Jealous ex killed wife before ringing her daughter with chilling confession

A devoted mother was repeatedly hit, strangled and stabbed to death after she told her jealous ex their relationship was over.

Arthur Stonehouse, 73, "lost control" and attacked Tracy, 51, at his flat before ringing her daughter to say: "I’m sorry, I think I’ve killed your mother."

He then tried to kill himself by taking an overdose, but survived and was taken to hopsital.

Hours earlier the pair had gone for a meal and a drink, but the night ended in an argument and Tracy’s body being discovered in bloody pyjamas.

Birmingham Crown Court heard how Stonehouse battered Tracy repeatedly around the head, strangled her and then stabbed her six times, reports Birmingham Live .

He then spent the next hour and a half ringing, visiting and texting his family and a friend saying Tracy had “pushed him too far”, before trying to kill himself by taking a massive overdose.

Stonehouse, of Chelmsley Wood, was jailed for life on Monday after pleading guilty to murder, with a judge telling him he would serve a minimum term of 13 years and four months.

Kate Bex QC, prosecuting, said the couple had been together for 25 years and married for seven.

She said it was a tempestuous relationship, with both prone to fits of violence when they had been drinking.

At the end of last year Tracy announced she was leaving him and moved out of the family home.

Her husband was reported as telling people that he “would kill her”.

Then in early spring, Stonehouse saw a message on Facebook which suggested Tracy had found a new man.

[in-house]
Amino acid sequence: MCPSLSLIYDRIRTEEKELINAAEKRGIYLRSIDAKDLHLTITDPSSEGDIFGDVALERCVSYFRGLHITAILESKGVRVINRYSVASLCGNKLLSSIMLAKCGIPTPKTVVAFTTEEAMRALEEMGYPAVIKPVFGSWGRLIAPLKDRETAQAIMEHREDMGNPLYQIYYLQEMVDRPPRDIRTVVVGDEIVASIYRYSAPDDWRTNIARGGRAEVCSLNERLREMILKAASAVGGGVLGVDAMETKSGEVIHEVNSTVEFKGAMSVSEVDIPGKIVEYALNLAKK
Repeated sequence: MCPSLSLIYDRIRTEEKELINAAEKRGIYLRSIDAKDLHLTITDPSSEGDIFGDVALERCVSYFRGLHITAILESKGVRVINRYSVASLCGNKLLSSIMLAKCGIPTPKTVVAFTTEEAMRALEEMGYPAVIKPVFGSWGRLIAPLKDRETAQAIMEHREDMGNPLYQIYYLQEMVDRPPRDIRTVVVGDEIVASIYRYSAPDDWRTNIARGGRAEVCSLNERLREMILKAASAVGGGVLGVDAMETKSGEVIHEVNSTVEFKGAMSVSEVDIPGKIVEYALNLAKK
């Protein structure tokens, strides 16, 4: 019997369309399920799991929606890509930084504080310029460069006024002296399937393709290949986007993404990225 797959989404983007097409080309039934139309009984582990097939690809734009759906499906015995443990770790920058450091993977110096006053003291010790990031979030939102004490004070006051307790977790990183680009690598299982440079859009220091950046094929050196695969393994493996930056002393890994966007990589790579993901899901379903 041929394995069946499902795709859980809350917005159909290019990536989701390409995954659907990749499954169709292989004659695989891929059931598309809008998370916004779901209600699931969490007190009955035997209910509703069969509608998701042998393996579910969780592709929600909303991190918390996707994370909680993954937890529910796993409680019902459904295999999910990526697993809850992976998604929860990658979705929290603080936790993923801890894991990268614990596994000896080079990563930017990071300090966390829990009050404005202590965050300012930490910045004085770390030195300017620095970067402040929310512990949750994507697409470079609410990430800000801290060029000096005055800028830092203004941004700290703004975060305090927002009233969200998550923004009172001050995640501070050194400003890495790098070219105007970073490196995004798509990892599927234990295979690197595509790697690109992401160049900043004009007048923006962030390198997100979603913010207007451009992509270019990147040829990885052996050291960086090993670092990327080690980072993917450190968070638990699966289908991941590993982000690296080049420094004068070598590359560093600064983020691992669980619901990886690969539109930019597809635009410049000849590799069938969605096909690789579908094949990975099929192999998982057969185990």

Miss Bex said by now the couple were living separately, but seeing each other frequently and spending nights at each other’s addresses.

“Tracy was telling people that she cared for Arthur but didn’t love him,” she said.

The hearing also heard how Tracy was a “big spender” and financially dependent on her husband for money.

On April 5 this year the couple were still living apart but getting on well enough to go out for a meal and for a drink at a club.

Miss Bex said CCTV footage shows the couple arguing as they left, and then shows them getting out of the car and going up to Stonehouse’s fifth floor flat in Coraline Close.

In the early hours of the following morning he began making a series of phone calls, texts and personal visits.

They were all along the lines of “I’m sorry for what I’ve done", "She pushed me too far" and "She pushed me over the top”.

The calls went on for another hour and eventually one of them to his step-daughter said: “I’m sorry, I think I’ve killed your mother”.

Miss Bex said at this point his family rang police and had also gone round to the flat themselves but couldn’t get in.

Police arrived at 1.40am, forced an entry and found Tracy lying on the bed in her pyjamas covered in blood.

A post-mortem examination revealed blunt force trauma injuries to her head and face, pressure to her neck and six stab wounds to her body.

Her husband was arrested but taken to hospital because he had taken an overdose of painkillers where he remained in a critical condition for eight days.